The chancellor said he wanted to get rid of a "culture of worklessness" among some school-leavers...

OK, so that's what The Blue Wing has to offer, and The Red Wing finally hit back today, from Politics Home:

Labour will challenge the Conservatives' dominance of welfare issues today, with a pledge to strip jobseekers of benefits if they turned down classes in English, numeracy or IT.

The plans, set to be unveiled in a first major outing for Rachel Reeves as shadow work and pensions secretary at the centre-left IPPR think tank, would see the party force jobseekers to sit a skills test within six weeks of claiming benefits.

Anyone without basic skills would be forced to take a course and face losing their benefits if they refuse.


It has long been a rule in the UK welfare system that if you are doing more than a certain number of hours doing GSCEs or A-Levels that you are no longer "available for work" and hence that you are not entitled to welfare.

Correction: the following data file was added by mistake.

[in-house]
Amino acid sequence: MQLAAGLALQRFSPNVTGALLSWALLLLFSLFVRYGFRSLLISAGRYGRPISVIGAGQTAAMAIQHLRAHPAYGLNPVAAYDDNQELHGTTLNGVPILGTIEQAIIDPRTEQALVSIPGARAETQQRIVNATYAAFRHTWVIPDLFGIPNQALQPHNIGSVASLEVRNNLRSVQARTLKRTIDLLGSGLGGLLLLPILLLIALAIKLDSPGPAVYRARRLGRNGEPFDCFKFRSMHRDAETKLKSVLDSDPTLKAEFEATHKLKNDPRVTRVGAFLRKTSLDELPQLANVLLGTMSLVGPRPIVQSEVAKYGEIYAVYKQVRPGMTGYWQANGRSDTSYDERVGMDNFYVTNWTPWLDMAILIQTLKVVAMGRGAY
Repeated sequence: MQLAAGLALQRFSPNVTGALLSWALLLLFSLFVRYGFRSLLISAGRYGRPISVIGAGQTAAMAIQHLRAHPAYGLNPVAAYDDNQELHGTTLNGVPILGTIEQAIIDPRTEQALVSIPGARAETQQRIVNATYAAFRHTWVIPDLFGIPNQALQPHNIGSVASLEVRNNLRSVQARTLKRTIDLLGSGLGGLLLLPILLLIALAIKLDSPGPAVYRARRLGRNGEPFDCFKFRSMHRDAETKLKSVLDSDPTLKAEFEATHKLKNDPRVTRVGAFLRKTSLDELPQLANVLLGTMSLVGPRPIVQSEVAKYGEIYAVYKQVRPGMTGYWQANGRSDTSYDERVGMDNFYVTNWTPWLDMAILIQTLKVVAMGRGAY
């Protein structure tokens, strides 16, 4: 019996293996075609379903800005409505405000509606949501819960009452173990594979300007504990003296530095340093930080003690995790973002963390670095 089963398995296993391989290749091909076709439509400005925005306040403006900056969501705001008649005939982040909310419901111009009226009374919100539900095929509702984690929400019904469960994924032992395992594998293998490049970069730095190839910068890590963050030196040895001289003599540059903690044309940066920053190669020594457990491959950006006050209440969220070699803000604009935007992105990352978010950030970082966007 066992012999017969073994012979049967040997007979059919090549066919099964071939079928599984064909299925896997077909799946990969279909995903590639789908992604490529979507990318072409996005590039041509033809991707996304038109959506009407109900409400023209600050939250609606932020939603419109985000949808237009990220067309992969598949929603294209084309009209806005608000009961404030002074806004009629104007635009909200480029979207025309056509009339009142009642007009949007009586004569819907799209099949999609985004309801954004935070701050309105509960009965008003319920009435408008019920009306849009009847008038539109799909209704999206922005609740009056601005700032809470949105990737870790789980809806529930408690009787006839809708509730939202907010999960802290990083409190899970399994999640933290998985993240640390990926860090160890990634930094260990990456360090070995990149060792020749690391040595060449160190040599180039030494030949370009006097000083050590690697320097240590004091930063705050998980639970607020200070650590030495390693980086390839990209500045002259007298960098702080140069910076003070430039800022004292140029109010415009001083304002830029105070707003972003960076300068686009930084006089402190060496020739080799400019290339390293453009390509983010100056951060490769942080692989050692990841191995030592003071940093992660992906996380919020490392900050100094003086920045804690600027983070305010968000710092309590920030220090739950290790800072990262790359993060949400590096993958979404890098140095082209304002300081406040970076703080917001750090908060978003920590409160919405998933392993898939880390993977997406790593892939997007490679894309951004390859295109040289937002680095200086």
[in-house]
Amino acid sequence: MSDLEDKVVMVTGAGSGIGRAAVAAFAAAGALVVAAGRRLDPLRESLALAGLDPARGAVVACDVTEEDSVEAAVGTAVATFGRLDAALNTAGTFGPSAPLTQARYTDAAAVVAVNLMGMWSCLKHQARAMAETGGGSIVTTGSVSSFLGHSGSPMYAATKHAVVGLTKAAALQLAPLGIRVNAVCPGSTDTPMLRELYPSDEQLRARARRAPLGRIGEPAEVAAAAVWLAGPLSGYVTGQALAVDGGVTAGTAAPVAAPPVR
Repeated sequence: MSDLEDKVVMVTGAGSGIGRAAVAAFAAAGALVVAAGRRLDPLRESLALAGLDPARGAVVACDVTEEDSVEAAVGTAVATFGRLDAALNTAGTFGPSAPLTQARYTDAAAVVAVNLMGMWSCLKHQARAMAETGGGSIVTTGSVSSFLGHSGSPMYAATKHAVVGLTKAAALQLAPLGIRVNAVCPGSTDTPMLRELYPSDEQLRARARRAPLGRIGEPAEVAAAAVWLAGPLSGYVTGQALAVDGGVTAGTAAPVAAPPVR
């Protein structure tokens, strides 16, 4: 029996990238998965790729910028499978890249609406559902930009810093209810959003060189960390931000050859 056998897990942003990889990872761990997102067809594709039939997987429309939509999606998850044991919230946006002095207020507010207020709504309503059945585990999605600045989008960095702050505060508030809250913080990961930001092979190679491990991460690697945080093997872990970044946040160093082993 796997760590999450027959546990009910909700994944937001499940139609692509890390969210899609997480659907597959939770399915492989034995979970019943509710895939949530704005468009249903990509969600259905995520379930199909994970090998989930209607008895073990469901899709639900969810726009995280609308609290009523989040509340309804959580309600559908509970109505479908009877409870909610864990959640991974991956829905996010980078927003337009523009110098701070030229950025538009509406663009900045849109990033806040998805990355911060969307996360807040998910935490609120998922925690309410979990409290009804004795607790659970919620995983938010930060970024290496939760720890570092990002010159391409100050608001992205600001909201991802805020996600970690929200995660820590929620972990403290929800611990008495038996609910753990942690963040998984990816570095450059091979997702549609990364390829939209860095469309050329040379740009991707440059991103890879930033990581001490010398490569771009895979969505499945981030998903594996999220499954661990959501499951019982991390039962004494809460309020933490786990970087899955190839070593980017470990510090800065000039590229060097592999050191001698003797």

We used to have more or less free university and student grants, the Red, Blue and Yellow Wings have gradually phased in an idiotic tuition fee system and reduced student grants to a derisory level.

Those two measures, whatever their merits or demerits, discourage people from getting "skills".

The Blue-Yellow Wings got rid of the Educational Maintenance Allowance, a very modest payment to people doing A-levels, shortly after getting into government.

So we've now gone round the clock and are taking away welfare from people who don't go to school or college as well.

No doubt they'll square the circle of contradictions by denying welfare payments to people who do have some "skills" on the basis they can't be trying hard enough to get a job, so how's about an unpaid work placement or something?

Thursday, 9 January 2014

Friday meet-up

Same time, same place.

i.e. Friday evening (10 January) from about 5.20 pm onwards at The Brewmaster pub near Leicester Square Tube station.

Wednesday, 8 January 2014

Max Keiser - Episode #546

The first half is a great summary of how Home-Owner-Ism works and who is behind it. Replacing taxes on earnings, output and employment with Land Value Tax will sort all that out: